Document Type


Degree Name

Master of Arts (MA)


Geography & Environmental Studies


Faculty of Arts

First Advisor

Alfred Hecht

Advisor Role

Thesis Supervisor


This thesis identifies and examines how people look for farms. In it the actual search rather than the decision to seek additional or alternative locations is the focus. It is estimated that the sample of farmers interviewed and surveyed consists of 50 per cent of those who had undergone the process of relocation/expansion in the past two years in the Niagara region of Ontario. The analytic framework used is adopted from a case study of intra-urban mobility. Therefore, this study is an attempt to transpose those urban concepts to an agricultural situation. Five important sets of variables of farmers are examined in relation to their agricultural location decision: (1) socio-demographic and economic characteristics, (2) housing/farming history, (3) a rationalization of the reasons for moving, (4) information sources, and (5) the characteristics of the actual search. Working hypotheses were tested using the Spearman rank-corelation test as well as the Kendall test. The results indicate that a positive relationship exists between the time spent searching and the number of alternatives examined, the time spent searching and the size of the search area, and the time spent searching and the distance of the move. Furthermore, Chi square tests indicated that ‘familiarity with the area’ is important in the search and that real estate agents and direct personal contact are the major information channels used by the searchers. Nevertheless, different groups exhibit different biases toward different information sources. Barrett’s Indices of Search Behavior are presented in this thesis as well so that an analysis of the alternative locations can be made. On the whole the data on agricultural land search period is short, and restricted to a small area. The study concludes that agricultural and intra-urban search behavior differs mainly in degree rather than kind. Different types of farmers exhibited differences in their search behavior. The differences are attributed to the role of the vacancies of the market and the consequent effects of an immobile residence.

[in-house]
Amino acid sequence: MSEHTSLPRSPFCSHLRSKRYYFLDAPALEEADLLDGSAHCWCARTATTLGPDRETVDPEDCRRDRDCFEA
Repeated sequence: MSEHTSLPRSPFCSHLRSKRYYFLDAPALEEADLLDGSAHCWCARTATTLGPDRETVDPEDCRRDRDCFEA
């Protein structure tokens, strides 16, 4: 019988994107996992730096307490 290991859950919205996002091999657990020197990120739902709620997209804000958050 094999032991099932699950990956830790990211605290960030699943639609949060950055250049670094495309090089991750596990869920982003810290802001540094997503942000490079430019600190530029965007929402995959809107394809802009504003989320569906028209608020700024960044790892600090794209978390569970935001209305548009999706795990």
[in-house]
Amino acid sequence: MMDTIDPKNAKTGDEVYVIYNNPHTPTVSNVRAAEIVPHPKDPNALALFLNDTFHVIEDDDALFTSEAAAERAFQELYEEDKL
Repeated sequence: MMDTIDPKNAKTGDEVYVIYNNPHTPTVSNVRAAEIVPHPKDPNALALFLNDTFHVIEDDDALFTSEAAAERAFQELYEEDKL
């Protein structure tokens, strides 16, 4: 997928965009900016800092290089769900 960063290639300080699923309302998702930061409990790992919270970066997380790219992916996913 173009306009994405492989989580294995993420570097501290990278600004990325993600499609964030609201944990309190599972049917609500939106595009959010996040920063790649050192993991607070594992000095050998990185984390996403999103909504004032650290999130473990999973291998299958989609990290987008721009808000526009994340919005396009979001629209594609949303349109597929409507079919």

Convocation Year